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**also known as the “Perceptron”**

COMP24111 lecture 3 The Linear Classifier, also known as the “Perceptron”

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**LAST WEEK: our first “machine learning” algorithm**

The K-Nearest Neighbour Classifier Make your own notes on its advantages / disadvantages. I’ll ask for volunteers next time we meet….. Testing point x For each training datapoint x’ measure distance(x,x’) End Sort distances Select K nearest Assign most common class

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**(memorize the training data)**

Supervised Learning Pipeline for Nearest Neighbour Training data Learning algorithm (do nothing) Model (memorize the training data) Testing Data (no labels) Predicted Labels

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**The most important concept in Machine Learning**

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**The most important concept in Machine Learning**

Looks good so far…

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**The most important concept in Machine Learning**

Looks good so far… Oh no! Mistakes! What happened?

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**The most important concept in Machine Learning**

Looks good so far… Oh no! Mistakes! What happened? We didn’t have all the data. We can never assume that we do. This is called “OVER-FITTING” to the small dataset.

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COMP24111 lecture 3 The Linear Classifier

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**(search for good parameters)**

Supervised Learning Pipeline for Linear Classifiers Training data Learning algorithm (search for good parameters) Model (equation) Testing Data (no labels) Predicted Labels

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**A more simple, compact model?**

height weight

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**What’s an algorithm to find a good threshold?**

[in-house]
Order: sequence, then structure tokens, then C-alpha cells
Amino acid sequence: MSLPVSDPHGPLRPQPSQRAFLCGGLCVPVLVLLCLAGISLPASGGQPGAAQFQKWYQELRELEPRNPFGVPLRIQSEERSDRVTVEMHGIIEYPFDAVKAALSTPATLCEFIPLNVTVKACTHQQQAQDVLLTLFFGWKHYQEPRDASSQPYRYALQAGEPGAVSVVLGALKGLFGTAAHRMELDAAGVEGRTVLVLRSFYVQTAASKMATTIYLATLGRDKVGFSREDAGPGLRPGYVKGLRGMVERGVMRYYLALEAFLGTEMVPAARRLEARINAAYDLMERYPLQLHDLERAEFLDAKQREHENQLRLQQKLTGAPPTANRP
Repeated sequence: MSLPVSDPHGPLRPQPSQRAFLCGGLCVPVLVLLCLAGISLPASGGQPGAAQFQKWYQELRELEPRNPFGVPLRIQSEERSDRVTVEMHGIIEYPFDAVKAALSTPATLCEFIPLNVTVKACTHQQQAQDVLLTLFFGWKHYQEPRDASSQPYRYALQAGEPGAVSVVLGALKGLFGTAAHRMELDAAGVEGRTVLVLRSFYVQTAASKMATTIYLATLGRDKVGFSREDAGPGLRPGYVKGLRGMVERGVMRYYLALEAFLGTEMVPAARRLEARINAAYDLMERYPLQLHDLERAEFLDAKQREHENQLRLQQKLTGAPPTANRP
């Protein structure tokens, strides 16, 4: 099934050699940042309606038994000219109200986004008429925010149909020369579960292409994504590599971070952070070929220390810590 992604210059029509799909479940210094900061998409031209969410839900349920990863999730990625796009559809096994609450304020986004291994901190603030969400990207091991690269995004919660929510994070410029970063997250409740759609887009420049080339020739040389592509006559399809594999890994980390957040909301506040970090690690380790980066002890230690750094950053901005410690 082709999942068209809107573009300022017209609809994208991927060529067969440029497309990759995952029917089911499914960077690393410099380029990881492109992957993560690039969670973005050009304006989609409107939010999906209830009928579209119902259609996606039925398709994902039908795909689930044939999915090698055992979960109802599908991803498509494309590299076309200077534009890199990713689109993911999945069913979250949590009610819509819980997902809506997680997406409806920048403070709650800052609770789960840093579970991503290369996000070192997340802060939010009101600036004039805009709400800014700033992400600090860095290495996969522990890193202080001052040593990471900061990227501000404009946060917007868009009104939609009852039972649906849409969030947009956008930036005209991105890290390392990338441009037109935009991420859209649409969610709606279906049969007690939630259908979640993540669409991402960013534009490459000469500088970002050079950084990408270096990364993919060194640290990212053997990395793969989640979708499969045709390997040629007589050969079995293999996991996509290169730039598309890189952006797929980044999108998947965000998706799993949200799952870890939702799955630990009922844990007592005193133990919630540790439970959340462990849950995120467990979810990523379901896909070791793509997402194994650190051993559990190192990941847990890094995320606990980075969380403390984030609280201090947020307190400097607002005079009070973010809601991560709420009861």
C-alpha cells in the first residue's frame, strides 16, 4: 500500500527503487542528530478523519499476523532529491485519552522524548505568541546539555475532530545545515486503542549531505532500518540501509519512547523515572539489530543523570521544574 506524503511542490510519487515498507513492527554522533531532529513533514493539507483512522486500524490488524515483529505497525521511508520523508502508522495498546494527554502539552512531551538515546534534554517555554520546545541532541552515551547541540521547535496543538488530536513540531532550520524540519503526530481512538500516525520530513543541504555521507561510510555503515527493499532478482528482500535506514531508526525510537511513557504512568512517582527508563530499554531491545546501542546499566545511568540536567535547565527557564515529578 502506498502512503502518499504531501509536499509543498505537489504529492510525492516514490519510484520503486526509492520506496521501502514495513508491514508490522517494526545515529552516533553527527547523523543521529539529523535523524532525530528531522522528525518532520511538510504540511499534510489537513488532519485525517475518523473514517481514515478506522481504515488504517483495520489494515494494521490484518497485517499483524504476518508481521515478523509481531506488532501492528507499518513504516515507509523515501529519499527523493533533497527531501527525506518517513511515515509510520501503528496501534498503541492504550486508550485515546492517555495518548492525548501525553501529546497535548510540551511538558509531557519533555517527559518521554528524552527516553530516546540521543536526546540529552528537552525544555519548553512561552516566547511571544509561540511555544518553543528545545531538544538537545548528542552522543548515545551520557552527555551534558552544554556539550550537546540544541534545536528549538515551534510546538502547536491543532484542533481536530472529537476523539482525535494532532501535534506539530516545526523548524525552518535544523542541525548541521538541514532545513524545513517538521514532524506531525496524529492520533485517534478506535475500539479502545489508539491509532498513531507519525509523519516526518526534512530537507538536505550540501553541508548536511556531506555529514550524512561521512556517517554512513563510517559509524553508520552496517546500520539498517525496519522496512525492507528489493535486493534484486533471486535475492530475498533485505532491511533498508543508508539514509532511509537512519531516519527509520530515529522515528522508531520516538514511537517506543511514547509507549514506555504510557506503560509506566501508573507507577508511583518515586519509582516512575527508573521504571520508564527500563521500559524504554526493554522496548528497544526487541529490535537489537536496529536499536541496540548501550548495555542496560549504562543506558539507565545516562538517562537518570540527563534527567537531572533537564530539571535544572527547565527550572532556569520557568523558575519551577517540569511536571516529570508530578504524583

while ( numMistakes != 0 ) { t = t + 1 numMistakes = testRule(t) } height weight

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**We have our second Machine Learning procedure.**

The threshold classifier (also known as a “Decision Stump”) t=40 while ( numMistakes != 0 ) { t = t + 1 numMistakes = testRule(t) }

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**Three “ingredients” of a Machine Learning procedure**

The final product, the thing you have to package up and send to a customer. A piece of code with some parameters that need to be set. “Model” The performance criterion: the function you use to judge how well the parameters of the model are set. “Error function” “Learning algorithm” The algorithm that optimises the model parameters, using the error function to judge how well it is doing.

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**Three “ingredients” of a Threshold Classifier**

Error function t=40 while ( numMistakes != 0 ) { t = t + 1 numMistakes = testRule(t) } Learning algorithm Model General case – we’re not just talking about the weight of a rugby player – a threshold can be put on any feature ‘x’.

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**(search for good threshold t)**